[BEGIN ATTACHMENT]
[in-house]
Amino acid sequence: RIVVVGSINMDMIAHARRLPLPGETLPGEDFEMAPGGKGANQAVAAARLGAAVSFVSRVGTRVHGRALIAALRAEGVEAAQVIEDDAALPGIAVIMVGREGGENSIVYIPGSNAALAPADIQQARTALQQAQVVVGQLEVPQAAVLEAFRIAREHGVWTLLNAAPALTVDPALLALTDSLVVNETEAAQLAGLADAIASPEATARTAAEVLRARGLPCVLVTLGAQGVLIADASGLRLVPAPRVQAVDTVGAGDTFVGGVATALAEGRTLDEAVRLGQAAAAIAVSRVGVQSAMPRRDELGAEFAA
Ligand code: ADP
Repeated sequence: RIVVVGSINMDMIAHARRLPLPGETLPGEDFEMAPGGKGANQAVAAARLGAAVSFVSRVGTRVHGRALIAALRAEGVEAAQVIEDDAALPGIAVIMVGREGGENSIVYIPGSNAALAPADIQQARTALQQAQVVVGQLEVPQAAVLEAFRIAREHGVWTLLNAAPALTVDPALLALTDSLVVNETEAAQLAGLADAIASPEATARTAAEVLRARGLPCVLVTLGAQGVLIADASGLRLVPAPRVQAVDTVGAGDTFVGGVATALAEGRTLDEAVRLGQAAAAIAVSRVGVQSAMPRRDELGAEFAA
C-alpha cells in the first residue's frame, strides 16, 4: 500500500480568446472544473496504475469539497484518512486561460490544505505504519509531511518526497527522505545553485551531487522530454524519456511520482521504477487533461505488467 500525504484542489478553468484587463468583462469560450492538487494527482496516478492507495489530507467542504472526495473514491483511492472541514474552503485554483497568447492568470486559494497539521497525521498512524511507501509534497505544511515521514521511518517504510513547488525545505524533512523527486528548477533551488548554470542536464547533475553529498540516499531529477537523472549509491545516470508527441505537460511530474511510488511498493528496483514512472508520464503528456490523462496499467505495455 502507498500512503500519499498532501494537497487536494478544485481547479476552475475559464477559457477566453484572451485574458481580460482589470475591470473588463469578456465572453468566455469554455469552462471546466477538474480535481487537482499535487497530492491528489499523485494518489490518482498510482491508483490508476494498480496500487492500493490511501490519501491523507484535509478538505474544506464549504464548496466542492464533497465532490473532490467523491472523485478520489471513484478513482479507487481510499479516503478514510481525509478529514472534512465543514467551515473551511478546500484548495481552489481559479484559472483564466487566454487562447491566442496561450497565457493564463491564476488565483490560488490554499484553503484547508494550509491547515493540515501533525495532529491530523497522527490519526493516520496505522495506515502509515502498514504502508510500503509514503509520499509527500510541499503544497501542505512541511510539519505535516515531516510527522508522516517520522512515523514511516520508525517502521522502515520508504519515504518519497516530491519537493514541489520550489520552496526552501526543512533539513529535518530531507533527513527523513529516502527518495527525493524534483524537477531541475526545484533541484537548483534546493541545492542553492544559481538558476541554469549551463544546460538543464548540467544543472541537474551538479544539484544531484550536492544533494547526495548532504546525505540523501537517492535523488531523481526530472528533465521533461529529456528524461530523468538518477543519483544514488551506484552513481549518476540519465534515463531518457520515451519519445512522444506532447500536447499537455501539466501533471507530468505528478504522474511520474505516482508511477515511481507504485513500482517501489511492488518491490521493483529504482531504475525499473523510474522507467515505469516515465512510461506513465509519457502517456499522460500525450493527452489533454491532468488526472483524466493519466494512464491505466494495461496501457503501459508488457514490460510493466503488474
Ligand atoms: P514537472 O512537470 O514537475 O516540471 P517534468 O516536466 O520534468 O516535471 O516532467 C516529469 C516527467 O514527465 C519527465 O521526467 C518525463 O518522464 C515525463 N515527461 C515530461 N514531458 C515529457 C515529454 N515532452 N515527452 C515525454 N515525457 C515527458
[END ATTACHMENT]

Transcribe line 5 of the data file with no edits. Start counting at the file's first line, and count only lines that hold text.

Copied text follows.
C-alpha cells in the first residue's frame, strides 16, 4: 500500500480568446472544473496504475469539497484518512486561460490544505505504519509531511518526497527522505545553485551531487522530454524519456511520482521504477487533461505488467 500525504484542489478553468484587463468583462469560450492538487494527482496516478492507495489530507467542504472526495473514491483511492472541514474552503485554483497568447492568470486559494497539521497525521498512524511507501509534497505544511515521514521511518517504510513547488525545505524533512523527486528548477533551488548554470542536464547533475553529498540516499531529477537523472549509491545516470508527441505537460511530474511510488511498493528496483514512472508520464503528456490523462496499467505495455 502507498500512503500519499498532501494537497487536494478544485481547479476552475475559464477559457477566453484572451485574458481580460482589470475591470473588463469578456465572453468566455469554455469552462471546466477538474480535481487537482499535487497530492491528489499523485494518489490518482498510482491508483490508476494498480496500487492500493490511501490519501491523507484535509478538505474544506464549504464548496466542492464533497465532490473532490467523491472523485478520489471513484478513482479507487481510499479516503478514510481525509478529514472534512465543514467551515473551511478546500484548495481552489481559479484559472483564466487566454487562447491566442496561450497565457493564463491564476488565483490560488490554499484553503484547508494550509491547515493540515501533525495532529491530523497522527490519526493516520496505522495506515502509515502498514504502508510500503509514503509520499509527500510541499503544497501542505512541511510539519505535516515531516510527522508522516517520522512515523514511516520508525517502521522502515520508504519515504518519497516530491519537493514541489520550489520552496526552501526543512533539513529535518530531507533527513527523513529516502527518495527525493524534483524537477531541475526545484533541484537548483534546493541545492542553492544559481538558476541554469549551463544546460538543464548540467544543472541537474551538479544539484544531484550536492544533494547526495548532504546525505540523501537517492535523488531523481526530472528533465521533461529529456528524461530523468538518477543519483544514488551506484552513481549518476540519465534515463531518457520515451519519445512522444506532447500536447499537455501539466501533471507530468505528478504522474511520474505516482508511477515511481507504485513500482517501489511492488518491490521493483529504482531504475525499473523510474522507467515505469516515465512510461506513465509519457502517456499522460500525450493527452489533454491532468488526472483524466493519466494512464491505466494495461496501457503501459508488457514490460510493466503488474